PlenaryOct14

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Action taken by state insurance regulators was anticipated and, in general, well received by insurance representatives, according to interviews conducted by National Underwriter.

Regulations addressing risk-based capital for variable annuities, small face amount life insurance policies and finite reinsurance are among measures adopted by the National Association of Insurance Commissioners during a conference call on Oct. 14.

The issues were supposed to be addressed during the fall meeting of the NAIC, which was scheduled to be held in New Orleans, but Hurricane Katrina forced the cancellation of that meeting.

The C-3 Phase II project which establishes a modeling approach for risk-based capital requirements for variable annuities with guarantees was adopted during the joint executive committee/plenary session of the NAIC.

Lou Felice, a New York regulator and chair of the NAIC’s Capital Adequacy Task Force, explained that the new approach will be tempered by a standard scenario that creates a minimum RBC requirement. That requirement creates an element of conservatism in company modeling until regulators become more comfortable with the new approach, he added.

A reserving component of C3-Phase II for VAs is currently being developed by the American Academy of Actuaries, Washington, to complement the C-3-Phase II, RBC part of the project.

Jim Poolman, chairman of the NAIC’s Life & Annuities “A” Committee and North Dakota insurance commissioner, also described Actuarial Guideline 38, which the executive committee and plenary approved. Poolman explained that the guideline was a temporary solution for reserving for products including universal life products with guarantees until a principles-based approach to reserving can be applied. He urged that the model be adopted uniformly among states because it is a reserving issue.

Ultimately, it is anticipated that a principles-based approach could be applied broadly to all products.

The American Council of Life Insurers, Washington, supports the actions on AG 38 and C3-Phase II taken by the NAIC, according to Whit Cornman, a spokesman.

ACLI also supports the NAIC’s full adoption of work on a regulation addressing small face amounts policies developed in the “A” committee, says Patricia Parachini, ACLI senior director-insurance regulation. “To the extent that a state sees a problem on this issue and wants to adopt the model, we will support it,” she adds.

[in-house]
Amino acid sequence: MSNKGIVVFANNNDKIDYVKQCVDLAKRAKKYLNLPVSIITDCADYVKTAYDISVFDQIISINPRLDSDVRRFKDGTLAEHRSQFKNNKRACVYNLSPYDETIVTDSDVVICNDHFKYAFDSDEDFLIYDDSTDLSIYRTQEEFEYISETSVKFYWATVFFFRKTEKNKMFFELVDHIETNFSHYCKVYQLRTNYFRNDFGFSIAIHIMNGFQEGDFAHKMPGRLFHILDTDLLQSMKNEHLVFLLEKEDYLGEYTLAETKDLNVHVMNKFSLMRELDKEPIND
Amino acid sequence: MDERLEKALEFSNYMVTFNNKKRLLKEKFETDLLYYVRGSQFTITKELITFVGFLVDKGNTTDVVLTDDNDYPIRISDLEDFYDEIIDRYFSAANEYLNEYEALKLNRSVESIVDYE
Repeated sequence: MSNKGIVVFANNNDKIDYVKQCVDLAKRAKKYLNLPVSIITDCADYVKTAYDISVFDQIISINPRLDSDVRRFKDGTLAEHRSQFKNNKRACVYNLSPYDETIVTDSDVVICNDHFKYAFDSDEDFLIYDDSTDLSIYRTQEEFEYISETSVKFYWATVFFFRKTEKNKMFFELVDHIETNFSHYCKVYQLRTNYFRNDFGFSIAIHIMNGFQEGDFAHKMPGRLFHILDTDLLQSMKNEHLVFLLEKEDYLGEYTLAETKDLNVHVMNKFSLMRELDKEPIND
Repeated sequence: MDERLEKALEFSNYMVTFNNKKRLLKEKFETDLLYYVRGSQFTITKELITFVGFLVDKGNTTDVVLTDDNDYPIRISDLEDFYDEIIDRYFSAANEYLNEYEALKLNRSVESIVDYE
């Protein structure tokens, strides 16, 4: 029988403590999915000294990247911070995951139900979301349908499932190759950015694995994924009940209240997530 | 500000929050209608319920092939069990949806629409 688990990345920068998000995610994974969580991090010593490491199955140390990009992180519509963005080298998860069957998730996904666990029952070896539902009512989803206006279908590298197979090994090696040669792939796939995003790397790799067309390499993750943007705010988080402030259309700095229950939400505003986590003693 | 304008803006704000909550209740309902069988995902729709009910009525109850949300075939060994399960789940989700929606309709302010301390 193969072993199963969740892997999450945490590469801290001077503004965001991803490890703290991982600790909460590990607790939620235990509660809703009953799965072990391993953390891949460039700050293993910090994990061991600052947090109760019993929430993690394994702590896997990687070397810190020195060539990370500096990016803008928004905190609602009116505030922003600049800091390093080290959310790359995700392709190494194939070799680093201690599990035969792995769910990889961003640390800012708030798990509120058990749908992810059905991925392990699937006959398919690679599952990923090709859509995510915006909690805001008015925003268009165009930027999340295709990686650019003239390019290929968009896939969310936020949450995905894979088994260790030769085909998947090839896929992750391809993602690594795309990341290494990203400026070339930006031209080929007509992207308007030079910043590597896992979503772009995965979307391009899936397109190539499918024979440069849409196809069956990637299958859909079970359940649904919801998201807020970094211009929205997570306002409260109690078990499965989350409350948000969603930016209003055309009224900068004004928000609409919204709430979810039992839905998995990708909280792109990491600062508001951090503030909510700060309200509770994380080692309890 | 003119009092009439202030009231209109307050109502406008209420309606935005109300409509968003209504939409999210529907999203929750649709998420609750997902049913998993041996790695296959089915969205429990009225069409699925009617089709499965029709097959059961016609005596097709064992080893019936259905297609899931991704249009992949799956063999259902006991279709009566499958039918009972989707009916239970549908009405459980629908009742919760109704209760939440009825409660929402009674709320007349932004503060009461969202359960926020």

It was good to hear regulators say that there is still a lot of work to do before the project is complete, says Scott Harrison, executive director of Affordable Life Insurance Alliance, Washington. The guideline is an interim solution while work is done to complete a long-term solution, he adds.

It was also a positive that the C-3, Phase II RBC project was referenced as being consistent with the principles-based approach, Harrison says.

The C-3 project will have immediate implications for companies that sell products that are covered by it, Harrison says, but both the adoption of AG 38 and the C-3, RBC project signifies “a very strong commitment to move the NAIC in a direction for principles-based valuation.”

A “belt and suspenders approach” that resulted in inclusion of a minimum RBC requirement called the ‘standard scenario’ is something members would have preferred had not been included in C-3, Harrison continues. However, he also noted that regulators are taking an untested path and want to ensure that they are sufficiently conservative in their initial approach. During the discussion, he says, regulators indicated that the standard scenario was a temporary requirement until they become more comfortable with the approach.

“It was a compromise that everyone wanted,” says Scott Cipinko, of counsel with Lord Bissell & Brook, LLP, and interim executive director of the Life Insurers Council, both in Atlanta. There was a realization that regulators wanted the issue addressed and this was a solution that everyone could agree to, he adds. Now companies will have to deploy resources to start changing their systems to incorporate disclosure requirements, Cipinko adds.

With regards to AG 38, Cipinko says regulators stepped up and addressed the issue and dealt with it quickly. However, he expressed some concern over the July 1 effective date of the regulation, saying that it will require vigilance to ensure that the use of a retroactive date is not something that is regularly used.